Tuesday. 9/7/2019

The Monocle Minute

Opinion / Peter Firth

For his next trick

Ethiopian prime minister Dr Abiy Ahmed is in France today to receive Unesco’s Félix Houphouët-Boigny Peace prize at the institution’s Paris headquarters. The good doctor’s admirers in Europe believe that he deserves ample garlanding for the achievements of his first year of office. They have a point. Ahmed’s actions read like a wishlist of liberal reforms: he has freed dissidents, lifted restrictions on the media and promoted women to more than half of the country’s ministerial positions. The clincher for Unesco’s judges is Ahmed’s handling of Ethiopia’s rapprochement with Eritrea last July, which marked the end of a two-decade war.

But Ahmed has an altogether stickier set of problems to contend with this summer. Ethnic tensions in the south of Ethiopia are worsening: violence between the Gedeo minority and neighbouring Oromos has escalated, such clashes have recently resulted in some 700,000 people being displaced. Ahmed’s government is encouraging the affected to return to their homes but doing little to mitigate the land disputes that have caused the conflict. Beyond this, the reconciliation with Eritrea has lost its lustre since Ethiopia’s neighbour closed its borders in the spring. If last year was about announcing sudden, progressive reforms, this year will be about making them work.

Diplomacy / Venezuela

Sun, sea and civil war

Representatives from Nicolás Maduro’s Venezuelan government and self-declared interim president Juan Guaidó are expected to meet in Barbados in an attempt to resolve the power struggle that has torn the country asunder. There is some hope that this round of talks will yield better results than a preliminary meeting in May, which ended without an accord between the two sides. Richard Lapper, associate fellow at Chatham House’s US and the Americas programme, identifies Maduro’s backers as key to the success – or failure – of the talks. “The really big issue is what the Chinese and the Russians are doing,” he says. “None of this can work unless they want it to.”

Aviation / The US

Bumpy ride

US aircraft-maker Boeing is expected to report a fall in deliveries from April to June as its woes surrounding the troubled 737 Max jets continue. Saudi Arabian low-cost carrier Flyadeal cancelled a $5.9bn (€5.3bn) order of up to 50 such planes on the weekend, announcing that it is buying 30 A320neos from rival Airbus instead. It is the second company to pull out of a deal with Boeing: Indonesia’s Garuda reneged on a $4.9bn (€4.4bn) purchase earlier this year. The beleaguered firm is working to address the cause of two deadly 737 Max crashes, which killed 346 people. But, despite a vote of confidence in the form of a prospective order from International Airlines Group, it’s clear that Boeing is in for an extended period of turbulence.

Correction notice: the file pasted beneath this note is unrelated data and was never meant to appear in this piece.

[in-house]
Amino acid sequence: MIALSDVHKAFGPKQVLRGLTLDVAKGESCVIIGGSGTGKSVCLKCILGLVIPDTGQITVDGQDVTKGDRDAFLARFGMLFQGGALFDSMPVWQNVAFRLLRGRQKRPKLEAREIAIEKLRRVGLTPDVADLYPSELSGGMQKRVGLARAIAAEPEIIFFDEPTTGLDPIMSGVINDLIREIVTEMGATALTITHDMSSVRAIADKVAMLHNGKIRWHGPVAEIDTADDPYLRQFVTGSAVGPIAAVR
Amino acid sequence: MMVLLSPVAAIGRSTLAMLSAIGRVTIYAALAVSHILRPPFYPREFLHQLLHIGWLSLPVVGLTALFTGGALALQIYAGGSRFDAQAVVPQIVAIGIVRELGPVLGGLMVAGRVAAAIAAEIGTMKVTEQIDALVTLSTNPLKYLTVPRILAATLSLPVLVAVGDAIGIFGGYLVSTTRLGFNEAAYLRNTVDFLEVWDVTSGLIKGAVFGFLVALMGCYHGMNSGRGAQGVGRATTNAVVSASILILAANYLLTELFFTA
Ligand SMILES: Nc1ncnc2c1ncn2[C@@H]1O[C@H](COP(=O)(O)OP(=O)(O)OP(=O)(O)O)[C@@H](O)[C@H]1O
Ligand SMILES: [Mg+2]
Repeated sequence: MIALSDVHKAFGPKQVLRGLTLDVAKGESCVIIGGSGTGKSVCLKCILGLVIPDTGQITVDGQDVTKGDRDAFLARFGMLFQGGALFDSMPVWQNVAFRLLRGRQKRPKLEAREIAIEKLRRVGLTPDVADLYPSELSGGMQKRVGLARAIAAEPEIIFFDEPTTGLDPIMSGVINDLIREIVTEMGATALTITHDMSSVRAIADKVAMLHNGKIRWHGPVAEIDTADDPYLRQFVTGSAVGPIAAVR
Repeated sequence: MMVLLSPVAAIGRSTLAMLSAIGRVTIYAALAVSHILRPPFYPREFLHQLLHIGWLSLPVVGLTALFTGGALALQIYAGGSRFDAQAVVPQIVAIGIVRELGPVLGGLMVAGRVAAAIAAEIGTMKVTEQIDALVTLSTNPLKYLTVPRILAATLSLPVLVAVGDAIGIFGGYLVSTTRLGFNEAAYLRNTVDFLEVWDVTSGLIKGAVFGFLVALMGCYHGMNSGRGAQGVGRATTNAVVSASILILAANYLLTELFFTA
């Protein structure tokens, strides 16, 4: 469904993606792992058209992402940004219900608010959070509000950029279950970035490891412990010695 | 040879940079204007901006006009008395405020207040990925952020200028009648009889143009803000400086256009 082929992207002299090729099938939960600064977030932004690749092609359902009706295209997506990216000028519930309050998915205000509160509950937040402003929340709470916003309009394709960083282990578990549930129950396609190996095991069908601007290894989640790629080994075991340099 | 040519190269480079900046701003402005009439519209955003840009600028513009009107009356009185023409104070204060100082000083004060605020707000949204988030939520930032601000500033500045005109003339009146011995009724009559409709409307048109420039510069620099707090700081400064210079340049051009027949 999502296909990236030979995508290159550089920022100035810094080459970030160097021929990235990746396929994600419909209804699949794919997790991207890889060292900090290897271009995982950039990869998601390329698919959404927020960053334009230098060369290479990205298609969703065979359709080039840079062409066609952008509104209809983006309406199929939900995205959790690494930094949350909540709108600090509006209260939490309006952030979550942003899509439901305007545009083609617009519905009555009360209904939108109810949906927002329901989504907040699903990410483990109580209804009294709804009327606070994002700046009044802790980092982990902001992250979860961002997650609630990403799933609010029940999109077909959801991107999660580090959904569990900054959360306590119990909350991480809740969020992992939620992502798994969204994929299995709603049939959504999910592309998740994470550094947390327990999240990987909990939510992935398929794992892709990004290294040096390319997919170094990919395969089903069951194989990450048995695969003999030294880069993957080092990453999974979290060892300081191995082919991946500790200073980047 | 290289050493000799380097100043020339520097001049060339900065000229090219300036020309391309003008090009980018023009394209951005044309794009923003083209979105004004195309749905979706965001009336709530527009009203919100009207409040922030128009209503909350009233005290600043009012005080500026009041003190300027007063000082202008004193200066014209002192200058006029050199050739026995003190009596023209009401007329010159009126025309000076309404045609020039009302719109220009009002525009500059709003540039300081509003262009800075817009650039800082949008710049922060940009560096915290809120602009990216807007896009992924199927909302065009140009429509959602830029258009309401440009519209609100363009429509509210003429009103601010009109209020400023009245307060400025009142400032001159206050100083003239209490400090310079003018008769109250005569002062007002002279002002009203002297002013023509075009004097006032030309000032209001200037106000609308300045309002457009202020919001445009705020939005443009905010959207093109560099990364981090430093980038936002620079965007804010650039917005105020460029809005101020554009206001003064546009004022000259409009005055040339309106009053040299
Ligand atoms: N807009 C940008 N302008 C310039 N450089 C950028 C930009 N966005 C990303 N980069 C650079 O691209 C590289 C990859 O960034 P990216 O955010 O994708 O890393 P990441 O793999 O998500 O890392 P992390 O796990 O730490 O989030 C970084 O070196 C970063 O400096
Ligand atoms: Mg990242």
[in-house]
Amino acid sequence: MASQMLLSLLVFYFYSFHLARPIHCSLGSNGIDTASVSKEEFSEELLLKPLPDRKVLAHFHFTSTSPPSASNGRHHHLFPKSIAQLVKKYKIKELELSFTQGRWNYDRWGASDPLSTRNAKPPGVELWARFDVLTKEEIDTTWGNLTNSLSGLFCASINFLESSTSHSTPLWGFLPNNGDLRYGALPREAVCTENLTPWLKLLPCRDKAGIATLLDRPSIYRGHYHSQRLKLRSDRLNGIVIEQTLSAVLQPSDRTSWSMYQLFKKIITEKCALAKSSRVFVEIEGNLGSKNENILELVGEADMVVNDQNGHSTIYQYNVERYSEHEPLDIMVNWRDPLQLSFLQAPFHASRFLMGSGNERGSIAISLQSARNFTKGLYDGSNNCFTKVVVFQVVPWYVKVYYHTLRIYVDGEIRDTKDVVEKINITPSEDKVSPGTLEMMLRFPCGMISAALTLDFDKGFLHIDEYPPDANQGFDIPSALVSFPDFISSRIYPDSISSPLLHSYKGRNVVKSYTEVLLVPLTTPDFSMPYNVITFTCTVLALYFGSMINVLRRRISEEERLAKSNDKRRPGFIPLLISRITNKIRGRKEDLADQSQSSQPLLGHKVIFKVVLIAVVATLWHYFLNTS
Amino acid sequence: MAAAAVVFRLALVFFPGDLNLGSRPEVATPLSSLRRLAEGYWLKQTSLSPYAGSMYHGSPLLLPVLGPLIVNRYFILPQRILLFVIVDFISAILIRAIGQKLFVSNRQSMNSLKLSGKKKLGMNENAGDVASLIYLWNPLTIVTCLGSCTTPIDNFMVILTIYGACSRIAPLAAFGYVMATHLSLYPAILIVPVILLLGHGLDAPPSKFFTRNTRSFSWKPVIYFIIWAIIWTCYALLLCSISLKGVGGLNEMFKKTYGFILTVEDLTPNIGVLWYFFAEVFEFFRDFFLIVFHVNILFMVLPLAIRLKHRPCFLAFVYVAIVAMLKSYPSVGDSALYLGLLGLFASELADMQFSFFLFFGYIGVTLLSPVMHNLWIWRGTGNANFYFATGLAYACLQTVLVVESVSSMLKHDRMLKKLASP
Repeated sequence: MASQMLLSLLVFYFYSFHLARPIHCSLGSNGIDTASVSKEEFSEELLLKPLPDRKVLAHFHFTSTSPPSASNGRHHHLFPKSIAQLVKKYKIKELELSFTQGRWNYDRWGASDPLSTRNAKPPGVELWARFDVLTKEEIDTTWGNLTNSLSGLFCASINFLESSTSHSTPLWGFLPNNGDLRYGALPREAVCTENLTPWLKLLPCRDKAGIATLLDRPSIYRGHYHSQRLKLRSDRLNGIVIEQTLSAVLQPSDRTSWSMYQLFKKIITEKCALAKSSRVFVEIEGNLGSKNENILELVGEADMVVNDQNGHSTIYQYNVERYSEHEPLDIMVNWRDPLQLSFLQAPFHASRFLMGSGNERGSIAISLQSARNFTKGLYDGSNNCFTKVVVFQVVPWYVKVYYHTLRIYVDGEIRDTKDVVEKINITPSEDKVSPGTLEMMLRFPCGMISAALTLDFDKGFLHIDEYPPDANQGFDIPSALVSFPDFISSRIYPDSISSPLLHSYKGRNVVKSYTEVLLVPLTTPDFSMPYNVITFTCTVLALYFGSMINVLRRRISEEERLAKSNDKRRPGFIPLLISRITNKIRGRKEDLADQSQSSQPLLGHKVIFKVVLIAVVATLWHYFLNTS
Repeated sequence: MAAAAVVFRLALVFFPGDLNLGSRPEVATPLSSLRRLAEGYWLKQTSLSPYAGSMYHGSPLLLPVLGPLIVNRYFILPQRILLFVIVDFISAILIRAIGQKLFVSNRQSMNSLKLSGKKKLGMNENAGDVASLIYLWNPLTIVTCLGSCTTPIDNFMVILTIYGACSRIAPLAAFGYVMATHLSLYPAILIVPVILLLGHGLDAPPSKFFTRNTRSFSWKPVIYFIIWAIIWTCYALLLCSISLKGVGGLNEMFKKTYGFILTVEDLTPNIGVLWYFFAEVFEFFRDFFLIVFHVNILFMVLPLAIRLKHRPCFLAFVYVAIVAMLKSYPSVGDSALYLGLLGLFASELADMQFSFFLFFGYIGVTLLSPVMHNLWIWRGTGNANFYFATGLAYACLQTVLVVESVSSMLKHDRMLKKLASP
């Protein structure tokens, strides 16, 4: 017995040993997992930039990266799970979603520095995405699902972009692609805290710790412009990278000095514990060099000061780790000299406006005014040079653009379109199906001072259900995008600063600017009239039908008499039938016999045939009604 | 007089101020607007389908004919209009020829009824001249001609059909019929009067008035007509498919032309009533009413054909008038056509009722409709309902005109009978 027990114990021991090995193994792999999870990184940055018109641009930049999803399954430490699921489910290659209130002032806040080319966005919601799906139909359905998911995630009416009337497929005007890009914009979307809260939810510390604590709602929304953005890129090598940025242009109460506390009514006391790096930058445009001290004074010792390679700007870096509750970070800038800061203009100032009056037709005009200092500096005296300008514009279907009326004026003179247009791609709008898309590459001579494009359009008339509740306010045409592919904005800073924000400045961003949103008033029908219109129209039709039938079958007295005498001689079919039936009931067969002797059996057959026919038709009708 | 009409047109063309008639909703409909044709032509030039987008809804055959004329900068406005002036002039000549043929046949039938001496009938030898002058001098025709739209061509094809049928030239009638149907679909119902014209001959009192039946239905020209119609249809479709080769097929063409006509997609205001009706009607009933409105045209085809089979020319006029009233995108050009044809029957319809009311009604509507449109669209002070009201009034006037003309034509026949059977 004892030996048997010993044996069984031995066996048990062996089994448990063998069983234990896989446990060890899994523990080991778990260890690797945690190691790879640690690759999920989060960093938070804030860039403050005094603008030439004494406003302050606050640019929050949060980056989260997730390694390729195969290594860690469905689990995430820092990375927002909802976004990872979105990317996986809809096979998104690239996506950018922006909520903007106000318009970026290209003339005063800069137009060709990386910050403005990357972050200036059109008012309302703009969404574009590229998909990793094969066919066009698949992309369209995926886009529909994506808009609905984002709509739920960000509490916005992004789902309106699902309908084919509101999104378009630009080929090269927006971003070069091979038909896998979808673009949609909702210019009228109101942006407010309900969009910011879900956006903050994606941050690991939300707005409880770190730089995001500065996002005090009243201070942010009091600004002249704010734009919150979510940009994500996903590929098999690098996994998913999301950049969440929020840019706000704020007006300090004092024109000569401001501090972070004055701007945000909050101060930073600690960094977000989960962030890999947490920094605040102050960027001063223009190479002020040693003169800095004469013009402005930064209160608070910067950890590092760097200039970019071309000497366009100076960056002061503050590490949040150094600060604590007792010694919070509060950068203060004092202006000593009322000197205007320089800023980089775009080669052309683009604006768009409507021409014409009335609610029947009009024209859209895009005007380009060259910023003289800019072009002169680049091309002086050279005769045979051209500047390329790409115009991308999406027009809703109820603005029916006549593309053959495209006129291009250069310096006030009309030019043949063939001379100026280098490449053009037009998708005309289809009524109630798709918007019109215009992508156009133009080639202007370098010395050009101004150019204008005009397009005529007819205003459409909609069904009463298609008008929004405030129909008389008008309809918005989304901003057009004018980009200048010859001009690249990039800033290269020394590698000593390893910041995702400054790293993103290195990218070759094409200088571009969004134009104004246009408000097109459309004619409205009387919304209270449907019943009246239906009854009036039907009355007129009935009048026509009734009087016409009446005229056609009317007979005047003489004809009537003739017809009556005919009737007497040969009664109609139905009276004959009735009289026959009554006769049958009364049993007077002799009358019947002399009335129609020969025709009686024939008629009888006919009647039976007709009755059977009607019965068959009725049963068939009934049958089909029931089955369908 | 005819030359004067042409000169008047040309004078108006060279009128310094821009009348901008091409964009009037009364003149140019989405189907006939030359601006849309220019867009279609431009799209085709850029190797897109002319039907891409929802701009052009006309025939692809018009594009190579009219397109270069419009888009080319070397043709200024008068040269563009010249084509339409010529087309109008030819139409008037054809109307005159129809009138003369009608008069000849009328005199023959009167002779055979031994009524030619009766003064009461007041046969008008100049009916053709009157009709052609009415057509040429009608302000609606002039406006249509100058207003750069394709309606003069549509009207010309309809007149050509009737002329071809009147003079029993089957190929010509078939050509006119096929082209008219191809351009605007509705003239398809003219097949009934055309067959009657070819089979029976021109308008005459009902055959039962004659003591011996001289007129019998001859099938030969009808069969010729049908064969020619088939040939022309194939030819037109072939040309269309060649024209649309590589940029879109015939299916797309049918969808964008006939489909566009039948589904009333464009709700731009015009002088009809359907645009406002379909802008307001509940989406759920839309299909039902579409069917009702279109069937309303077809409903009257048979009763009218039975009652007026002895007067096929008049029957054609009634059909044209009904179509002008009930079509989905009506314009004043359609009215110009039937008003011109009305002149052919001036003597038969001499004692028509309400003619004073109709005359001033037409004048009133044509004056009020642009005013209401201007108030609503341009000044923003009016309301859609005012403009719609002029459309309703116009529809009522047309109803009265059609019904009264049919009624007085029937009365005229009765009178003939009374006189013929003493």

Society / Cambodia

Cell division

Cambodia has an abysmal prison system: some inmates have less than a square metre of space, often there is a lack of potable water and forced labour is common. But prisoners can stave off these ills – if they have the money. A prison in Phnom Penh is preparing to unveil a “hotel” wing with superior conditions that wealthier detainees can pay to move into. The project, which will be run for profit on a 45-year deal, is being built by Kunn Rekon Holdings, a private Cambodian developer. The government hopes that it will ease overcrowding but that’s wishful thinking. A likelier outcome is financial discrimination, inequality and vulturine behaviour by the developer, whose goal is revenue not rehabilitation.

Transport / Japan

Current thinking

Tokyo is floating an idea to ease overcrowding on trains during rush hour this summer: boats will ferry people commuters along waterways in the southeast of the city for a week’s trial, reducing the burden on other modes of transport. The boats will be able to carry 40 people at a time and will run for free every 15 minutes from 07.30 to 09.00. The long-term ambition is to redevelop the city’s rivers, making pedestrian areas along banks better for business and leisure. The solution is an elegant one but it remains to be seen whether those facing a crush on the city’s subways will feel the difference.

M24 / The Monocle Culture Show

Cindy Sherman

The art world’s master of disguise has a retrospective at the National Portrait Gallery; we try to get to the bottom of the wit and wigs that have made her one of the greatest contemporary artists. Robert Bound is joined by Kathlene Fox-Davies and Francesca Gavin.

Film / Brooklyn

Brooklyn Navy Yard

From urban farming to robotics, we take a tour around the Brooklyn Navy Yard to see how this vast shipyard has rebuilt its industry and community once more.

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